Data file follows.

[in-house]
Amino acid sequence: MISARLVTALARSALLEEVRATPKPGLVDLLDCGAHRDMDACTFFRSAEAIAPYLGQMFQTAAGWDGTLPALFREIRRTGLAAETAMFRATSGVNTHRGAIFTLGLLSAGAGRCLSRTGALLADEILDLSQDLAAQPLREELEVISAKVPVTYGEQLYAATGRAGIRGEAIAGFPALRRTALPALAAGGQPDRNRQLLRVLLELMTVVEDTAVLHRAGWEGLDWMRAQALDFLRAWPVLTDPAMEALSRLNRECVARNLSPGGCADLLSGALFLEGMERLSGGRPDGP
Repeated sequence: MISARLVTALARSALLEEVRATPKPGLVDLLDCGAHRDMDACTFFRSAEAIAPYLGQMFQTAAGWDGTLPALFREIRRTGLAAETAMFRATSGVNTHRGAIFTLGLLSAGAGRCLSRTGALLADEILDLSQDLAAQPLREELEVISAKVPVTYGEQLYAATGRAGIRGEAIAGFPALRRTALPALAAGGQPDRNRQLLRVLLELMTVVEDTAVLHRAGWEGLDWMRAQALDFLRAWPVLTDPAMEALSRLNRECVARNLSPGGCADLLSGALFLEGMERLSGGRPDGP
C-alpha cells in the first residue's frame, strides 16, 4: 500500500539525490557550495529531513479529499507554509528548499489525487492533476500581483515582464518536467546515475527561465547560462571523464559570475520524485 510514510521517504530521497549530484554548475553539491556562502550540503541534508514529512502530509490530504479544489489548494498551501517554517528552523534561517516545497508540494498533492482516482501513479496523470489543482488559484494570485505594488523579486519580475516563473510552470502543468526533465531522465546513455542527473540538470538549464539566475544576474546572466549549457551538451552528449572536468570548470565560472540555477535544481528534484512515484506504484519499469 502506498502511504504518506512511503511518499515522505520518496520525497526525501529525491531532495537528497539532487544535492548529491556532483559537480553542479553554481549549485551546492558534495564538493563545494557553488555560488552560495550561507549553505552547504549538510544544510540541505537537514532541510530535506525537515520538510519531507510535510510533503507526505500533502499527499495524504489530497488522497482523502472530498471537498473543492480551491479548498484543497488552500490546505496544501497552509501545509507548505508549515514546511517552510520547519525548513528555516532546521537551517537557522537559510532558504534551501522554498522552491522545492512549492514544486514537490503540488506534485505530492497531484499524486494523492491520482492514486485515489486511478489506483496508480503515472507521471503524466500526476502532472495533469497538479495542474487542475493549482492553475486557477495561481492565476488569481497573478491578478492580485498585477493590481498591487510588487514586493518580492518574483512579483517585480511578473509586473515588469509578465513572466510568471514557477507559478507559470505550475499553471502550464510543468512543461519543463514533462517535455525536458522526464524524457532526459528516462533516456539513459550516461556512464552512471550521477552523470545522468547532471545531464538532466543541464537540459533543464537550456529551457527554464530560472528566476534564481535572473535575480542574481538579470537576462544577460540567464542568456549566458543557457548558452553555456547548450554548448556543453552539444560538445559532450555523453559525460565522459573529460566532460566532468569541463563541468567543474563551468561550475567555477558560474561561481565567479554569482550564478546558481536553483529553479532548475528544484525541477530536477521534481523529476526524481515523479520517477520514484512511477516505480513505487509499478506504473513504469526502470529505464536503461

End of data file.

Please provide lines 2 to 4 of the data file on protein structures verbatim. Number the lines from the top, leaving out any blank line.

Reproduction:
Amino acid sequence: MISARLVTALARSALLEEVRATPKPGLVDLLDCGAHRDMDACTFFRSAEAIAPYLGQMFQTAAGWDGTLPALFREIRRTGLAAETAMFRATSGVNTHRGAIFTLGLLSAGAGRCLSRTGALLADEILDLSQDLAAQPLREELEVISAKVPVTYGEQLYAATGRAGIRGEAIAGFPALRRTALPALAAGGQPDRNRQLLRVLLELMTVVEDTAVLHRAGWEGLDWMRAQALDFLRAWPVLTDPAMEALSRLNRECVARNLSPGGCADLLSGALFLEGMERLSGGRPDGP
Repeated sequence: MISARLVTALARSALLEEVRATPKPGLVDLLDCGAHRDMDACTFFRSAEAIAPYLGQMFQTAAGWDGTLPALFREIRRTGLAAETAMFRATSGVNTHRGAIFTLGLLSAGAGRCLSRTGALLADEILDLSQDLAAQPLREELEVISAKVPVTYGEQLYAATGRAGIRGEAIAGFPALRRTALPALAAGGQPDRNRQLLRVLLELMTVVEDTAVLHRAGWEGLDWMRAQALDFLRAWPVLTDPAMEALSRLNRECVARNLSPGGCADLLSGALFLEGMERLSGGRPDGP
C-alpha cells in the first residue's frame, strides 16, 4: 500500500539525490557550495529531513479529499507554509528548499489525487492533476500581483515582464518536467546515475527561465547560462571523464559570475520524485 510514510521517504530521497549530484554548475553539491556562502550540503541534508514529512502530509490530504479544489489548494498551501517554517528552523534561517516545497508540494498533492482516482501513479496523470489543482488559484494570485505594488523579486519580475516563473510552470502543468526533465531522465546513455542527473540538470538549464539566475544576474546572466549549457551538451552528449572536468570548470565560472540555477535544481528534484512515484506504484519499469 502506498502511504504518506512511503511518499515522505520518496520525497526525501529525491531532495537528497539532487544535492548529491556532483559537480553542479553554481549549485551546492558534495564538493563545494557553488555560488552560495550561507549553505552547504549538510544544510540541505537537514532541510530535506525537515520538510519531507510535510510533503507526505500533502499527499495524504489530497488522497482523502472530498471537498473543492480551491479548498484543497488552500490546505496544501497552509501545509507548505508549515514546511517552510520547519525548513528555516532546521537551517537557522537559510532558504534551501522554498522552491522545492512549492514544486514537490503540488506534485505530492497531484499524486494523492491520482492514486485515489486511478489506483496508480503515472507521471503524466500526476502532472495533469497538479495542474487542475493549482492553475486557477495561481492565476488569481497573478491578478492580485498585477493590481498591487510588487514586493518580492518574483512579483517585480511578473509586473515588469509578465513572466510568471514557477507559478507559470505550475499553471502550464510543468512543461519543463514533462517535455525536458522526464524524457532526459528516462533516456539513459550516461556512464552512471550521477552523470545522468547532471545531464538532466543541464537540459533543464537550456529551457527554464530560472528566476534564481535572473535575480542574481538579470537576462544577460540567464542568456549566458543557457548558452553555456547548450554548448556543453552539444560538445559532450555523453559525460565522459573529460566532460566532468569541463563541468567543474563551468561550475567555477558560474561561481565567479554569482550564478546558481536553483529553479532548475528544484525541477530536477521534481523529476526524481515523479520517477520514484512511477516505480513505487509499478506504473513504469526502470529505464536503461